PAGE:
Kelly Slater: For the Love

There is little doubt left that Mr. Robert Kelly Slater is the greatest surfer of our time-or any time, for that matter. At 37 years old, the nine-time world champion is the winningest surfer ever, has taken home the most prize money, and, most importantly, has continued to reset the standards of high-performance surfing over and over again in the past two decades. In short, he’s an athletic freak easily on par with the likes of Michael Jordan, Lance Armstrong, and Tiger Woods. And now, with a little help from esteemed Australian surf journalist Phil Jarratt, the part-time Montecito resident can add author-of-a-damn-fine-book to his long list of accolades.

Kelly Slater: For the Love is a surprisingly insightful, high-gloss, scrapbook-style, eye-candy orgy of Slater’s surfing and occasionally rock star-esque life. From his grommet-hood in Florida, stint on Baywatch, countless competitive victories, and temporary retirement to his legendary free surfing exploits and recent head-over-heels love story with a USCB Gaucho, the book has enough Slater stuff to satisfy even the most die-hard fan. And while the photos do anything but disappoint-they really drive home the fact that before he started hanging in the 805, Slater truly was a resident of the world for the past 20 years-the real reward in the book comes in the snippets of writing, la extended-captions, which accompany most of the pictures. In these, we get Slater’s take on his life’s trajectory and his feelings on the environment, death, competition, conspiracy theories, and fame-shoots, he even dishes on his short-lived fling with Pamela Anderson.

But even more revealing are the passages penned by those who know Kelly best, like Shane Dorian, fellow part-time Montecitan Jack Johnson, various surf photographers, “surrogate” moms and dads from all over the world, and the aforementioned Anderson. It is in these asides where a more complete, honest, and compelling portrait of Slater is painted than perhaps ever before. Let’s just say the guy isn’t just a genius when it comes to wavesliding; he has some serious amounts of decidedly not ocean-related intelligence working for him as well.

Wolfgang Bloch: The Colors of Coincidence

If you’ve been to the Brewhouse on Montecito Street anytime in the past year or so, then you’ve seen firsthand the influence of Wolfgang Bloch. Much of the art hanging on the wall in the restaurant’s biggest room is a blatant ode to Bloch’s unique and captivating style of painting. As much showcasing art as it is a work of art itself, The Colors of Coincidence is a collaborative effort by Bloch, former Surfing Magazine writer Mike Stice, and world-renowned graphic designer David Carson to package together Bloch’s impressive body of work and tell his unusual story.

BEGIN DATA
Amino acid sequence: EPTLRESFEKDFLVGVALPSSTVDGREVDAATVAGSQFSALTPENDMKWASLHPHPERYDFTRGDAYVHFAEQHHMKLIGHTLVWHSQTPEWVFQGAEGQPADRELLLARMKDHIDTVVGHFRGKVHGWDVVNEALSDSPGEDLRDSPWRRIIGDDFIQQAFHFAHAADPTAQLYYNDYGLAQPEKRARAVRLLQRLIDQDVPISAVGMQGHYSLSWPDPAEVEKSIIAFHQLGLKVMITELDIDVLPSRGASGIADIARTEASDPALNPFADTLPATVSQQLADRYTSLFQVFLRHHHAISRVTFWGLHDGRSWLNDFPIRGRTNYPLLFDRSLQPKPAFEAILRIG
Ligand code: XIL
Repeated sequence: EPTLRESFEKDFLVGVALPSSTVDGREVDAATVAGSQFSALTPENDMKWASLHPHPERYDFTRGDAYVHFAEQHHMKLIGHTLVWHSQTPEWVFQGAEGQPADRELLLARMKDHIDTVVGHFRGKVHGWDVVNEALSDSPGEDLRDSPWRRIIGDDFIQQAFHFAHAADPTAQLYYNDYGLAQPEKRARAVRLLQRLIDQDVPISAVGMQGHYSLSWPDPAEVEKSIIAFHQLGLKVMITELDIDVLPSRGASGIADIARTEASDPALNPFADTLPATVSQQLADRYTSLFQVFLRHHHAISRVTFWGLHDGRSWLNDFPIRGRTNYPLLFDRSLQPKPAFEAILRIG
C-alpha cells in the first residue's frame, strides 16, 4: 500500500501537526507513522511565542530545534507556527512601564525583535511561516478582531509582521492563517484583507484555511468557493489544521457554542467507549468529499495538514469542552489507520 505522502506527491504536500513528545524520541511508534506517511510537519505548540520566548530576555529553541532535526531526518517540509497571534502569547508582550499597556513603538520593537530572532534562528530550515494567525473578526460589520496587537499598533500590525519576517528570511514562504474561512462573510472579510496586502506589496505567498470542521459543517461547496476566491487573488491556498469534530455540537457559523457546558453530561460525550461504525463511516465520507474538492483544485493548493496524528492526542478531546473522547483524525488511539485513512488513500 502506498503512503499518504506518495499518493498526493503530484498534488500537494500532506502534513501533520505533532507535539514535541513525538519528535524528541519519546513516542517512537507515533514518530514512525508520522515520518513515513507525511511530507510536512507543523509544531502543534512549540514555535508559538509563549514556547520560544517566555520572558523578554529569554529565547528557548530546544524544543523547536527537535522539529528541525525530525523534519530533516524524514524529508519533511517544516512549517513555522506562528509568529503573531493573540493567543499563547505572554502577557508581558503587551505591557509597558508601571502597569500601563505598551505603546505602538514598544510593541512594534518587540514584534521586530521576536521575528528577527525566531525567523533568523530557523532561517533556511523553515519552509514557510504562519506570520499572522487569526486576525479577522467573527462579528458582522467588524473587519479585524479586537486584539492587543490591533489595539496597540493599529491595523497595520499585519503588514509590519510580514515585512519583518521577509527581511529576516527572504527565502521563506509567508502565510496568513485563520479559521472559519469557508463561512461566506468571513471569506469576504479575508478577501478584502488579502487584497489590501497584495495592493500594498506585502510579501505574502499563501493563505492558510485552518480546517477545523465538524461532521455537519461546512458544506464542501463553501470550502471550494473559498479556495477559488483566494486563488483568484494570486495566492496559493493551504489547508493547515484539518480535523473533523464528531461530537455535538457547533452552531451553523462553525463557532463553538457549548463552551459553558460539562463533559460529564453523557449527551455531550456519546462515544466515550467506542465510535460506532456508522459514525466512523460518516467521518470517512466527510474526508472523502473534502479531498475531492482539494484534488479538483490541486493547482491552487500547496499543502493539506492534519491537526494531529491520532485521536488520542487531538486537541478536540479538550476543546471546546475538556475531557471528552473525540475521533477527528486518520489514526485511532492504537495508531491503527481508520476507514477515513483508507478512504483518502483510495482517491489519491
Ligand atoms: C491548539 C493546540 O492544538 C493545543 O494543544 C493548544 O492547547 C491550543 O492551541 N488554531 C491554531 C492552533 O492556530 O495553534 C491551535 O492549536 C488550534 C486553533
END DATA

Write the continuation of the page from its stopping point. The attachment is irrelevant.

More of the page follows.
Born in Ecuador and a lifelong surfer, Bloch’s oddly romantic yet gritty renderings of surfscapes are like a bolt of lightning in the world of traditional surf art, being both illuminating and a little bit scary. While big flowers, picturesque turquoise bays, frolicking dolphins, smiling tikis, and sunny waves are the standard for surf art, Bloch’s work-with its pulled-back views of moody and often dark-looking swell lines peeling along the horizon-captures an essence of surfing that any true devotee of the Sport of Kings can relate to. Often using such unlikely canvases as discarded pieces of wood or scrap metal, Bloch delivers an organic, one-of-a-kind experience for the viewer that is perfectly in step with a trip to the beach on days when sunbathing is the farthest thing from your mind.

Ironically, Bloch used to make his living as a commercial designer for surf industry heavyweights like Gotcha, MCD, Billabong, and Quiksilver. His work for them, iconic in its own way, is hard to reconcile with his high art of today. As light and easily digestible as his corporate work was-and had to be-Bloch’s paintings are the polar opposite: They are a full meal that can captivate you for hours and send your mind surfing down paths you never considered before. It is just that good.

The Colors of Coincidence is the creation of a surfer who grew up far away from the glitz, polish, and mind meld of an Orange County-based surf industry only to cut his artistic teeth deep in the bowels of the O.C. before eventually returning to medium that made sense to him as a surfer and as a painter. It is for this reason that every surfer will no doubt appreciate-if not feel enlightened by-Bloch’s art, and every non-surfer will find him or herself equally satisfied. I suspect copycat Wolfgang Blochs are hanging on Brewhouse walls all over the world.


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